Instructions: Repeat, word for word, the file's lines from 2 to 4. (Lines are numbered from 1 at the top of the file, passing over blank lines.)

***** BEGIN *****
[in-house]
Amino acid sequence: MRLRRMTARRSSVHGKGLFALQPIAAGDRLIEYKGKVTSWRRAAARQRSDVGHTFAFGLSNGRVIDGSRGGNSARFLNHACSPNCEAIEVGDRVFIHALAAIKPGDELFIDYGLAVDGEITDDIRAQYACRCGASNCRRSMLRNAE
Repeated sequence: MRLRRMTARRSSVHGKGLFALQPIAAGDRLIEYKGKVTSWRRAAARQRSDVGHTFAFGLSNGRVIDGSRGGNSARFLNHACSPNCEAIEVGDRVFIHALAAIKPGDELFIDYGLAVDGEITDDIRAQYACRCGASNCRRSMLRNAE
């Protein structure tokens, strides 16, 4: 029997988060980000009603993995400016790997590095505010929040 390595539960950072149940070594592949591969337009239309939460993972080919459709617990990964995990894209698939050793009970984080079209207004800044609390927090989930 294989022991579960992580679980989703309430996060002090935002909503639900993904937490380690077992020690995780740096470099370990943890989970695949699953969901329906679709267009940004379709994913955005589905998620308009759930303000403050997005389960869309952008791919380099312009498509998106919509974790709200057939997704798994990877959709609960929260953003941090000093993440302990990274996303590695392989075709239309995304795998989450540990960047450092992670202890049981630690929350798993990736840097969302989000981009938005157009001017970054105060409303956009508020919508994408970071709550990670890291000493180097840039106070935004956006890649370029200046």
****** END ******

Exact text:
Amino acid sequence: MRLRRMTARRSSVHGKGLFALQPIAAGDRLIEYKGKVTSWRRAAARQRSDVGHTFAFGLSNGRVIDGSRGGNSARFLNHACSPNCEAIEVGDRVFIHALAAIKPGDELFIDYGLAVDGEITDDIRAQYACRCGASNCRRSMLRNAE
Repeated sequence: MRLRRMTARRSSVHGKGLFALQPIAAGDRLIEYKGKVTSWRRAAARQRSDVGHTFAFGLSNGRVIDGSRGGNSARFLNHACSPNCEAIEVGDRVFIHALAAIKPGDELFIDYGLAVDGEITDDIRAQYACRCGASNCRRSMLRNAE
């Protein structure tokens, strides 16, 4: 029997988060980000009603993995400016790997590095505010929040 390595539960950072149940070594592949591969337009239309939460993972080919459709617990990964995990894209698939050793009970984080079209207004800044609390927090989930 294989022991579960992580679980989703309430996060002090935002909503639900993904937490380690077992020690995780740096470099370990943890989970695949699953969901329906679709267009940004379709994913955005589905998620308009759930303000403050997005389960869309952008791919380099312009498509998106919509974790709200057939997704798994990877959709609960929260953003941090000093993440302990990274996303590695392989075709239309995304795998989450540990960047450092992670202890049981630690929350798993990736840097969302989000981009938005157009001017970054105060409303956009508020919508994408970071709550990670890291000493180097840039106070935004956006890649370029200046």